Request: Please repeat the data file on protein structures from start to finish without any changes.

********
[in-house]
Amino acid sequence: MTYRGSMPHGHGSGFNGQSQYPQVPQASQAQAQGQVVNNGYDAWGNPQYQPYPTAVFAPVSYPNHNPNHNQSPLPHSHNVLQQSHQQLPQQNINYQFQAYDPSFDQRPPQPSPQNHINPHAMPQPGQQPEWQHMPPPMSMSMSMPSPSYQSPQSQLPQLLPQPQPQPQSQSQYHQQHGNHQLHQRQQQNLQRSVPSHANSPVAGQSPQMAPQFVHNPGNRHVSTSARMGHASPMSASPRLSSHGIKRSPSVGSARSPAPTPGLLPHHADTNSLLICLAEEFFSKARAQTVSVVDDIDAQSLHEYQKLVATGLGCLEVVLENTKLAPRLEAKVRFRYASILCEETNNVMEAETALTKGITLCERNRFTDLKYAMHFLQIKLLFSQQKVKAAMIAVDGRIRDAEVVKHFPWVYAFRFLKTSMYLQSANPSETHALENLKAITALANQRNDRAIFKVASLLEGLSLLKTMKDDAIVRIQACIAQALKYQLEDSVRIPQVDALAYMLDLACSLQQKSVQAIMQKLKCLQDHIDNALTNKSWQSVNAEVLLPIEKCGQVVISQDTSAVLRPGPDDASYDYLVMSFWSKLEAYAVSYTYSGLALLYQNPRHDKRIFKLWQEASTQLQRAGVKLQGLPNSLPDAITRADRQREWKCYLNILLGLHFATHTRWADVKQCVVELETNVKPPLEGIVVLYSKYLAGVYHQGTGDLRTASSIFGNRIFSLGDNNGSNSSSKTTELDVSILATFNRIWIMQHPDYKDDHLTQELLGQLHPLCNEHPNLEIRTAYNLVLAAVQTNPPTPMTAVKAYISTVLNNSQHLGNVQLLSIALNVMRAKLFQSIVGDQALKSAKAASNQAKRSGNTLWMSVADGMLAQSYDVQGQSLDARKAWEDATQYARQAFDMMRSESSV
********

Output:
[in-house]
Amino acid sequence: MTYRGSMPHGHGSGFNGQSQYPQVPQASQAQAQGQVVNNGYDAWGNPQYQPYPTAVFAPVSYPNHNPNHNQSPLPHSHNVLQQSHQQLPQQNINYQFQAYDPSFDQRPPQPSPQNHINPHAMPQPGQQPEWQHMPPPMSMSMSMPSPSYQSPQSQLPQLLPQPQPQPQSQSQYHQQHGNHQLHQRQQQNLQRSVPSHANSPVAGQSPQMAPQFVHNPGNRHVSTSARMGHASPMSASPRLSSHGIKRSPSVGSARSPAPTPGLLPHHADTNSLLICLAEEFFSKARAQTVSVVDDIDAQSLHEYQKLVATGLGCLEVVLENTKLAPRLEAKVRFRYASILCEETNNVMEAETALTKGITLCERNRFTDLKYAMHFLQIKLLFSQQKVKAAMIAVDGRIRDAEVVKHFPWVYAFRFLKTSMYLQSANPSETHALENLKAITALANQRNDRAIFKVASLLEGLSLLKTMKDDAIVRIQACIAQALKYQLEDSVRIPQVDALAYMLDLACSLQQKSVQAIMQKLKCLQDHIDNALTNKSWQSVNAEVLLPIEKCGQVVISQDTSAVLRPGPDDASYDYLVMSFWSKLEAYAVSYTYSGLALLYQNPRHDKRIFKLWQEASTQLQRAGVKLQGLPNSLPDAITRADRQREWKCYLNILLGLHFATHTRWADVKQCVVELETNVKPPLEGIVVLYSKYLAGVYHQGTGDLRTASSIFGNRIFSLGDNNGSNSSSKTTELDVSILATFNRIWIMQHPDYKDDHLTQELLGQLHPLCNEHPNLEIRTAYNLVLAAVQTNPPTPMTAVKAYISTVLNNSQHLGNVQLLSIALNVMRAKLFQSIVGDQALKSAKAASNQAKRSGNTLWMSVADGMLAQSYDVQGQSLDARKAWEDATQYARQAFDMMRSESSV